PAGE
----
Eric Confer | Eriez
This article discusses how combining magnetic separators and metal detectors can help maintain product purity on the production line.
While productivity is the end goal for any company involved in bulk material handling, there are considerable challenges to meet customers’ demands for product purity. Regulations coming from the FDA, the USDA, and a processing facility’s hazard analysis and critical control point (HACCP) program are especially stringent regarding any type of metal contamination.
Processors proactively invest millions of dollars annually into inspection and detection equipment, reducing the risk that any foreign objects or contaminants will become embedded in a bulk solid material and eventually make its way to end-use consumers. Increased attention to product purity on the production line has never been greater, creating the need for plant operators to detect and eliminate foreign objects before end products reach the consumer. Best-practice manufacturing operations now include detailed inspection systems to help limit product recalls and liability claims. This increased interest includes a need to protect against contaminants such as fine ferrous and nonferrous metal particles entering the material stream. Besides contaminating material, allowing foreign metal objects to pass through undetected can damage expensive downstream equipment.
Detect and separate
Installing magnetic separators and metal detectors can help avoid both material contamination and equipment damage in dry bulk processing. Magnetic separators come in a variety of configurations and divert ferrous materials such as fines, shavings, abraded machine parts, screws, washers, and other pieces from the material process stream.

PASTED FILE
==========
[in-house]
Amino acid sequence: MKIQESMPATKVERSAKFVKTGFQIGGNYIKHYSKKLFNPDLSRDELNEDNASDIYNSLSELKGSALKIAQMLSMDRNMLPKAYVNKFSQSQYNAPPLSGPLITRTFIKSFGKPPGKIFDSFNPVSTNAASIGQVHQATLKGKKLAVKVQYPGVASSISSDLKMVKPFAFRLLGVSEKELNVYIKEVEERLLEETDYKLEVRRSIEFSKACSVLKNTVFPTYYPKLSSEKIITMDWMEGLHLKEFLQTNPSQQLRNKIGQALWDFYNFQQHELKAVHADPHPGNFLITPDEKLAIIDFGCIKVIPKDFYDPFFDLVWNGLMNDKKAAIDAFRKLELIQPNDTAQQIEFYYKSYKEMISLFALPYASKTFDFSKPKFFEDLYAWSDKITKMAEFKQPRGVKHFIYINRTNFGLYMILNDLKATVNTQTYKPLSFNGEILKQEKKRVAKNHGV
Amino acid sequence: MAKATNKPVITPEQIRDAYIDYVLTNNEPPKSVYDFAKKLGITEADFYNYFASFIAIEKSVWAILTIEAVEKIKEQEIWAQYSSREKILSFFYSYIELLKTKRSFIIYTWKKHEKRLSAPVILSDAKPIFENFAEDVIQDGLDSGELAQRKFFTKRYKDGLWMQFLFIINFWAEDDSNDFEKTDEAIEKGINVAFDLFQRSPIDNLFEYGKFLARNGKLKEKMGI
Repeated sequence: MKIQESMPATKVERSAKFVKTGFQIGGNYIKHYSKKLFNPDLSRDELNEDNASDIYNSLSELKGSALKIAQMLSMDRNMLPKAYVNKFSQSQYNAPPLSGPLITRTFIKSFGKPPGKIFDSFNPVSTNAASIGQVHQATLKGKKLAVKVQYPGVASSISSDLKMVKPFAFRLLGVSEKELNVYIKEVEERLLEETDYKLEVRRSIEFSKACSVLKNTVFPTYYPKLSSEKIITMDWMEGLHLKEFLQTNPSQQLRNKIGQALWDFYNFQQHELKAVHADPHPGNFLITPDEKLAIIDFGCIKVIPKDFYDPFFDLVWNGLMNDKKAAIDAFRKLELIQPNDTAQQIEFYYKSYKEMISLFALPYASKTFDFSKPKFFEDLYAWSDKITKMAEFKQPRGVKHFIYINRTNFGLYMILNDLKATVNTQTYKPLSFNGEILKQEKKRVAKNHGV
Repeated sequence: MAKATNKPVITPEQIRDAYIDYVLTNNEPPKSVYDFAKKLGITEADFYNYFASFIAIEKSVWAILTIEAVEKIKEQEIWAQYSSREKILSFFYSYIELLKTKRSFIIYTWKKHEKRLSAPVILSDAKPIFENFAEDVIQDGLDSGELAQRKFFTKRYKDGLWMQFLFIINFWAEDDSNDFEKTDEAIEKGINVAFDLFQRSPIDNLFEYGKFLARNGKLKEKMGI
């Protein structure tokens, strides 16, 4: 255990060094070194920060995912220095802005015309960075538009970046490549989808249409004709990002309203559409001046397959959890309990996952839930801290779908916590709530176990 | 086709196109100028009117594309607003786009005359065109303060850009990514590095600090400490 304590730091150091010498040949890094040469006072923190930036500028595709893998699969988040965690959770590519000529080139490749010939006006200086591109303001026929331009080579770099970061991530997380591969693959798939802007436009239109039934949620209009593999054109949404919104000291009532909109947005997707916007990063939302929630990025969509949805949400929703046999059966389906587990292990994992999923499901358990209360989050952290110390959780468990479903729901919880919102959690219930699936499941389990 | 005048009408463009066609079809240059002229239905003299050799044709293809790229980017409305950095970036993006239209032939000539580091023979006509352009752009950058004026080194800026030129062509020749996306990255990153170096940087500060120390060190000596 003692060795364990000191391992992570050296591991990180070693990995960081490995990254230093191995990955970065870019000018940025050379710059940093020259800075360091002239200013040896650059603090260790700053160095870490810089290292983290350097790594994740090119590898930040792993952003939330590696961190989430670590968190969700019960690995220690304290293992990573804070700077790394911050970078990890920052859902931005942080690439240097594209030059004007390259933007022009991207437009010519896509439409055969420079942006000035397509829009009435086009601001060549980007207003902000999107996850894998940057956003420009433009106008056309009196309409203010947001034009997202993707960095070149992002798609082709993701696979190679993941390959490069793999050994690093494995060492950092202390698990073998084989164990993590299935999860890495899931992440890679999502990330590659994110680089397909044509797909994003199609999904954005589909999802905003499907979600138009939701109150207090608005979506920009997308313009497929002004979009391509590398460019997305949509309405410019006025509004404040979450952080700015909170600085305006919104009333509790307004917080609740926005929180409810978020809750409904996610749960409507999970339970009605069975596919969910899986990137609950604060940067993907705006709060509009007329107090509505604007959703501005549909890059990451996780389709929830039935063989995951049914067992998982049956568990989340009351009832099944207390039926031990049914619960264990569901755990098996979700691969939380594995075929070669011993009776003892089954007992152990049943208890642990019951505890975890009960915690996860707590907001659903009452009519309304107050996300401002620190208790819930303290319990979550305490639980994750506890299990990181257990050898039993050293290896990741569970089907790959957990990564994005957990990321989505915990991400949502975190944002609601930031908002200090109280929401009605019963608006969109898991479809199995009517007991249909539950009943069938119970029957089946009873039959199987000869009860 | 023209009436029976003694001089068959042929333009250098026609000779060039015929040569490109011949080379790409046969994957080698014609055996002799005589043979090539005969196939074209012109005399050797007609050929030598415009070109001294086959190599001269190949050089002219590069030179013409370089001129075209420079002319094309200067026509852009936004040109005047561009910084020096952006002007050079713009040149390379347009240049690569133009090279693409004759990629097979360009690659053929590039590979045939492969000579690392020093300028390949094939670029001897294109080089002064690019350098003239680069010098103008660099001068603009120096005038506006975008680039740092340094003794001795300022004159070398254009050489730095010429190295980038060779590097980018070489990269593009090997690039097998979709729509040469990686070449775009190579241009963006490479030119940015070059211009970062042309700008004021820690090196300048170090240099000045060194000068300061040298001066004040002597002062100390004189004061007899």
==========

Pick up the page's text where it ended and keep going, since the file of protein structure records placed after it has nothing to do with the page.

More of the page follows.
Metal detectors detect metal contaminants entering a specific field — for instance a pipe, a conveyor, or a material chute — and then activate a rejection mechanism to remove the intruding particle. The most sensitive metal detectors can detect ferrous and nonferrous metals down to submillimeter sizes.
Matching a metal detector with a magnetic separator can be a plant’s best defense against any metal contaminants reaching end-use consumers. Why install both? No magnetic separator is ever 100 percent effective in removing contamination. The same is true for metal detectors. Removing ferrous contamination first with a magnet also means the metal detector will “reject” less frequently, reducing valuable product losses. The separator and detector working in combination can provide an as close to a perfect product yield as possible.
Eliminating contamination early stops downtime
Metal contamination comes from a variety of sources and at various locations in the process. Any type of fine metal can come into a process with raw material or find a way into material because of processing equipment component wear or failure. Objects from transportation vessels — truck beds, rail cars, barges, or ship holds — also may be involved. Or the contamination could originate in a loading station, silo, refinery, or from within the plant, itself, from material grinding, crushing, or general abrasion. Then there’s the human factor. Inevitably, coins, pens, and processing tools can fall into a material stream. By removing contamination early in the production stage, the right magnetic separator installed prior to a metal detector can help prevent damage to grinders, ovens, screeners, and other vital equipment.
There are several types of magnetic separators and metal detectors that work well together in dry bulk processing. This dual approach is especially effective in eliminating metal from whole bulk foods such as almonds, coffee and cocoa beans, and raisins, as well as from more granular bulk items like sugar, flour, crushed chili peppers, and various spices. The magnet removes the ferrous contamination, while the metal detector focuses on any ferrous metals, as well as nonferrous metals such as aluminum, copper, brass, and stainless steel, missed by the magnet.
Separators and detectors
Types of magnetic separators include: